Even better, unlike Whole Foods, Hannaford's actually buys locally (where possible) for its dairy and produce.
Anyway, in light of the awful stories I'm reading about where my fellow Americans are essentially left without health care because they can't afford insurance or can't buy insurance at any price due to pre-existing medical conditions, I thought I'd at least offer some kind of solution to people in my backyard that they might not know about.
It appears that Hannaford's holds free nutrition classes (pre-reg required) at select locations.
It also appears Hannaford's has a prescription drug plan for $7 a year.
Just FYI, I'm not a paid shill for Hannaford's. I just happened to be on the Web site and I was floored by some of what I found there. I don't know if the above programs are any good, but it might be helpful to people living in the following states: Maine, Vermont, New Hampshire, Massachusetts, and New York.
Now, the reason why I was on Hananford's Web site was because I was discussing my decision to boycott Whole Foods and offering alternatives for grocery shopping.
See Whole Foods CEO John Mackey, in a show of breath-taking ignorance about his customer base, wrote the most insane libertarian rant against not only any kind of nationalized health insurance scheme, but against regulating health insurance plans at all for The Wall Street Journal.
My favorite part is how he brags about giving his employees absurdly cheap insurance that sticks them with, get this, a $2,500-a-year deductible. But that's okay! The company deposits up to $1,800 in a health savings account for those insured employees (note: up to, which is to say, the odds of the person running the cash register getting that amount is practically nil).
Yeah. No. Not a penny more. I sent a politely-worded email to my local Whole Foods and CC'd corporate to inform them that due to their CEO's dickery, Whole Foods will never see another penny out of me. (I was a lot more polite about it.) I further added that I will be henceforth make do with Trader Joe's and Hannaford's, and that Whole Foods can just suck it (again, a lot more polite about it).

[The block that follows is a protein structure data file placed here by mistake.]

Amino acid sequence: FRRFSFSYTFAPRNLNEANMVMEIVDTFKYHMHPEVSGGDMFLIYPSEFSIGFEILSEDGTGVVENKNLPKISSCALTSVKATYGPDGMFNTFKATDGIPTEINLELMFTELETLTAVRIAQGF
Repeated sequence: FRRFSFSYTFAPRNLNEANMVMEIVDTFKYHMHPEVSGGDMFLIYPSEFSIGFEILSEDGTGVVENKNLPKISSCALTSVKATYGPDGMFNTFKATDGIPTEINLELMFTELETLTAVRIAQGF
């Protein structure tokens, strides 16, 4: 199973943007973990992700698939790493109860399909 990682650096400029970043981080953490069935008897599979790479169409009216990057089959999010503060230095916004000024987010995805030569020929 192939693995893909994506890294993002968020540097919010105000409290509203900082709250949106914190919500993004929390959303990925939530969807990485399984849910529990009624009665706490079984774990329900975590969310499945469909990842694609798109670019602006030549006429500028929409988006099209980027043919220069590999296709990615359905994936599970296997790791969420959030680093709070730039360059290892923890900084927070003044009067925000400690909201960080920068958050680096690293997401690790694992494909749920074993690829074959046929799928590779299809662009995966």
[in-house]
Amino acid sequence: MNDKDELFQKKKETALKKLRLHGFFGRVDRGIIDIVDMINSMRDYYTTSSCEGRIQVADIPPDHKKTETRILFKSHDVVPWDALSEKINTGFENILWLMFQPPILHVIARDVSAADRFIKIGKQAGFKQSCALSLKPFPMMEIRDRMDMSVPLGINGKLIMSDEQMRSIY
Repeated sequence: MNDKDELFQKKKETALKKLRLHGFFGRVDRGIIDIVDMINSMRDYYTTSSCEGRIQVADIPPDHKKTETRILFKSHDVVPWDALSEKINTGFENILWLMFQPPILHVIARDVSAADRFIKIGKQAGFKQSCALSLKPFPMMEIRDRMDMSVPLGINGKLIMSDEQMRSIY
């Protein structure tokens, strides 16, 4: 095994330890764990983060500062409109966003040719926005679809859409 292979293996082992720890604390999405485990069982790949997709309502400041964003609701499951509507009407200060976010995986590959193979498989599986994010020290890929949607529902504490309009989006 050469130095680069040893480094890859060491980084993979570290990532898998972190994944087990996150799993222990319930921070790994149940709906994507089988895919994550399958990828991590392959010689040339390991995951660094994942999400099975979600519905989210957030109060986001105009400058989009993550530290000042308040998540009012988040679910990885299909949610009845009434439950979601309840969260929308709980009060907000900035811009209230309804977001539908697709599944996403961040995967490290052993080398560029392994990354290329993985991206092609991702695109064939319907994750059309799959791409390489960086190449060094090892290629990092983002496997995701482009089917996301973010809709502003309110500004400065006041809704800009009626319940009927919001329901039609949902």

To be fair, I only shopped at Whole Foods every other week, and mostly for foods that I couldn't find elsewhere (food allergies suck!). Most of my grocery dollar was spent at Hannaford's anyway, in large part because I can find most of what I need there at a much cheaper price. However, there are some foods I could only get at Whole Foods and nowhere else. I'll just have to find alternatives, or do without.
In any case, for those of you who wish to withdraw your business from Whole Foods, but don't know about any alternatives, here are two Web sites you should check out (via Hullabaloo):
And thank you everyone who's chosen to participate in my Project: Time for a Little Truth, Baby.
For your reference, you can post your stories and/or questions in one of the following posts:
- Americans Only: Uninsured and Underinsured
- Countries with Government Health Schemes: Talk About Your Health Insurance/Health Care Here
Once again, please keep the stories for both posts coming, and please pass the links around far and wide so people can read for themselves about the screwed up system in the U.S., and the reality of health care in other countries.
Thanks again everyone.